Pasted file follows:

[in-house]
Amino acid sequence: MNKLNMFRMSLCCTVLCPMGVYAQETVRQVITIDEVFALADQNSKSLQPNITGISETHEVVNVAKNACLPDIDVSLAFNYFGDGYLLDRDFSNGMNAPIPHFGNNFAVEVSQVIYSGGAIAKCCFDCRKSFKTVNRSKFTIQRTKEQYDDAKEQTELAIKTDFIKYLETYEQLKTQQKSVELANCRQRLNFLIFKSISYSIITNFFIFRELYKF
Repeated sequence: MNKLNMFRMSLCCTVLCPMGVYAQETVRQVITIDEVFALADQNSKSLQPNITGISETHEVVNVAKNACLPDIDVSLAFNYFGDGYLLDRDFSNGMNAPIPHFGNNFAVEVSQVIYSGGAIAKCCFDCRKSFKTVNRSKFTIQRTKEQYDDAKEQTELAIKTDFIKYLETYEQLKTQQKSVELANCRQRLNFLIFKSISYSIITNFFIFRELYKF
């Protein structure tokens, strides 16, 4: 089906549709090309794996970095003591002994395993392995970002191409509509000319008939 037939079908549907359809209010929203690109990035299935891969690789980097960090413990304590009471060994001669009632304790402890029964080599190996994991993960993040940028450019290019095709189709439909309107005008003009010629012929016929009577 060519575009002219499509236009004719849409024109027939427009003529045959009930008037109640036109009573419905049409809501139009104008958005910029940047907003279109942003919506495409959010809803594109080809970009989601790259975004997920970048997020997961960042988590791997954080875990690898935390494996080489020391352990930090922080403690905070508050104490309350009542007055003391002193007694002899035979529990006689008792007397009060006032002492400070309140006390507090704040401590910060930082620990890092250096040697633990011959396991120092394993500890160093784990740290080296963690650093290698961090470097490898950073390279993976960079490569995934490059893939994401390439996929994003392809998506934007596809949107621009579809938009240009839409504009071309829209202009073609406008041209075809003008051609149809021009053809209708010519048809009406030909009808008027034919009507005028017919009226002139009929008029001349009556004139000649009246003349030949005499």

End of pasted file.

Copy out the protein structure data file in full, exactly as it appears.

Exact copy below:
[in-house]
Amino acid sequence: MNKLNMFRMSLCCTVLCPMGVYAQETVRQVITIDEVFALADQNSKSLQPNITGISETHEVVNVAKNACLPDIDVSLAFNYFGDGYLLDRDFSNGMNAPIPHFGNNFAVEVSQVIYSGGAIAKCCFDCRKSFKTVNRSKFTIQRTKEQYDDAKEQTELAIKTDFIKYLETYEQLKTQQKSVELANCRQRLNFLIFKSISYSIITNFFIFRELYKF
Repeated sequence: MNKLNMFRMSLCCTVLCPMGVYAQETVRQVITIDEVFALADQNSKSLQPNITGISETHEVVNVAKNACLPDIDVSLAFNYFGDGYLLDRDFSNGMNAPIPHFGNNFAVEVSQVIYSGGAIAKCCFDCRKSFKTVNRSKFTIQRTKEQYDDAKEQTELAIKTDFIKYLETYEQLKTQQKSVELANCRQRLNFLIFKSISYSIITNFFIFRELYKF
């Protein structure tokens, strides 16, 4: 089906549709090309794996970095003591002994395993392995970002191409509509000319008939 037939079908549907359809209010929203690109990035299935891969690789980097960090413990304590009471060994001669009632304790402890029964080599190996994991993960993040940028450019290019095709189709439909309107005008003009010629012929016929009577 060519575009002219499509236009004719849409024109027939427009003529045959009930008037109640036109009573419905049409809501139009104008958005910029940047907003279109942003919506495409959010809803594109080809970009989601790259975004997920970048997020997961960042988590791997954080875990690898935390494996080489020391352990930090922080403690905070508050104490309350009542007055003391002193007694002899035979529990006689008792007397009060006032002492400070309140006390507090704040401590910060930082620990890092250096040697633990011959396991120092394993500890160093784990740290080296963690650093290698961090470097490898950073390279993976960079490569995934490059893939994401390439996929994003392809998506934007596809949107621009579809938009240009839409504009071309829209202009073609406008041209075809003008051609149809021009053809209708010519048809009406030909009808008027034919009507005028017919009226002139009929008029001349009556004139000649009246003349030949005499």